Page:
4 page(s)

$3.50
Developing a Plywood Design (Pub. No. 7022)
/ Moulded plywood has greatly affected the production-boat field.

Moulded plywood has greatly affected the production-boat field, it is true. But there has been some over-optimism as to the application of the process to all types of boat construction.

The plywood mould is an expensive item, too costly for the small shops which can pattern and produce a bent plywood boat to compete with the production plants even though their sales are counted in the dozens instead of hundreds. Often the bent plywood boat answers the need of the buyer who wants something a little different from those available in stock boats. It is almost always ideal for the amateur who can turn out an acceptable piece of boatbuilding even when the conventionally planked boat baffles him completely. There is little question but that the field of the bent plywood boat has barely been tapped. Newer and better glues and methods of glueing are being used, both in the manufacture of the plywood itself and by builders in the construction assembly. By cutting darts into boat sides hollows can be worked into them which cannot be pulled into the bent sheet. Where bends are too great for the thickness of plywood desired it can be applied in double or even triple layers, glued together to form a structurally stronger member than the single sheet would have been. And designs are being adapted to the characteristics of bent plywood to produce boats which have their own unique advantages.

4 page(s)

$3.50
Designing a Sailboat to Use Plywood (Pub. No. 7023)
/ Planking with plywood has opened a new field of marine design.

Planking with plywood has opened a new field of marine design. It was soon found that adaptation of hulls to the bent plywood sheet evolved new designing methods.

Bent plywood design depends on judgement of the character of curved planes rather than on the conventional buttocks-waterlines-sections cross fairing method of arriving at the finished set of hull lines. Design and lofting of plywood, therefore, entails development methods not commonly used in conventional hull drawings. But when the characteristics of bent plywood are comprehended, the design of plywood hulls is found to be a simple procedure, and requires less drawing and lofting time than the conventional hull lines.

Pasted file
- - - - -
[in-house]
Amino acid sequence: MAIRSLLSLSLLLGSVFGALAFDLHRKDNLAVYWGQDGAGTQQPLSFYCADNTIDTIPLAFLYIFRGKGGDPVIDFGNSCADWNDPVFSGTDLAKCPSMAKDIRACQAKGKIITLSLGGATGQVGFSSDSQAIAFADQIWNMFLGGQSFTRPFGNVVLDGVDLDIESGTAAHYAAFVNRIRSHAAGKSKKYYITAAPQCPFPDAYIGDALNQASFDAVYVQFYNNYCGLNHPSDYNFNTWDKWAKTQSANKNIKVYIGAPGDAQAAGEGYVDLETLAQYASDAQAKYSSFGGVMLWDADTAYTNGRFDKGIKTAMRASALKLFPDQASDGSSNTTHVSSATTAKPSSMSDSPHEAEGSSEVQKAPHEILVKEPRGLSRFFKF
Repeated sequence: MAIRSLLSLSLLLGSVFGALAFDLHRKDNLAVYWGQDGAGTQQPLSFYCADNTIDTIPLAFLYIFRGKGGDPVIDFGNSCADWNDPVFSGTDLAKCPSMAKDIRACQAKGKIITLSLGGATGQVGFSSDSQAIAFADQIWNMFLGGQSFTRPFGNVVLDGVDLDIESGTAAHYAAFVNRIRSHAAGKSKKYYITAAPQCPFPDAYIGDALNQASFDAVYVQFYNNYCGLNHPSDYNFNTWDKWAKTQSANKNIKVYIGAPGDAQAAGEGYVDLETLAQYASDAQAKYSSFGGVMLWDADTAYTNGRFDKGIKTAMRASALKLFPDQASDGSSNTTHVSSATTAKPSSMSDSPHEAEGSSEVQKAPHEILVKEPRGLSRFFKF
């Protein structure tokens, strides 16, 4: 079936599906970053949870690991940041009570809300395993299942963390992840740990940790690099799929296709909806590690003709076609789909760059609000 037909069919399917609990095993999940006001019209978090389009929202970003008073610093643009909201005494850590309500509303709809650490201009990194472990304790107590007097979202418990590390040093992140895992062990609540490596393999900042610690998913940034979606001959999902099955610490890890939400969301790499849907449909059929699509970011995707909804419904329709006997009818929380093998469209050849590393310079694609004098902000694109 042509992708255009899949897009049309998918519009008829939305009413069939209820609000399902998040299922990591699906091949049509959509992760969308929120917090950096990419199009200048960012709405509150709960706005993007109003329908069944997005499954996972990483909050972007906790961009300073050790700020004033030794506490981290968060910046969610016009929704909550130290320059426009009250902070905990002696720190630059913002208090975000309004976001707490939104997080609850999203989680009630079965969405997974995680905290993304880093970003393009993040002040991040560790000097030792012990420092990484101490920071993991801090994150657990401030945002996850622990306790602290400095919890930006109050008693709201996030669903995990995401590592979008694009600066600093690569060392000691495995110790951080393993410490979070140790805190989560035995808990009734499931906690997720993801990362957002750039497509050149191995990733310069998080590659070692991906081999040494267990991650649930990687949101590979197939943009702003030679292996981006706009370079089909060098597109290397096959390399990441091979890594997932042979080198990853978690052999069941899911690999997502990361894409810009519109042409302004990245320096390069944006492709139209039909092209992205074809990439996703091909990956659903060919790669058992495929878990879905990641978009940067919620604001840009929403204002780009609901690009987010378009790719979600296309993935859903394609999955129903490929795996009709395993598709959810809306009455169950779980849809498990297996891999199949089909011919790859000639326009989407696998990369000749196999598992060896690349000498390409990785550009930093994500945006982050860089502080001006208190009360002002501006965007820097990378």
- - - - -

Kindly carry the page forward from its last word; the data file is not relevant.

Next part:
4 page(s)

$3.50
Developable-Surface Boats (Pub. No. 7035)
Edson I. Schock/When using sheet plywood for planking, you'll save labor if you plan on this type of hull.

by Edson I. Schock

When using sheet plywood for planking, you’ll save labor if you plan on this type of hull.

If you are planning to build a boat using sheet plywood for planking, your work will be made easier if you select a design having a developable-surface hull. This means a flat or V-bottom hull, with conical or cylindrical bottom and topsides. Either a cone or a cylinder may be developed, or laid out flat, on plywood or sheet metal, and the plank cut from this development put on the boat without twist. Plywood bends fairly easily in one direction only. If you try to bend it in two directions at the same time, it will resent this and resist your efforts. It may even crack. Let us consider what developable-surface boats look like. The simplest form is one having cylindrical surfaces for both sides and bottom, with the elements of the cylinder showing true length in the body plan or sections. Such a boat is shown in Fig. 1.

4 page(s)

$3.50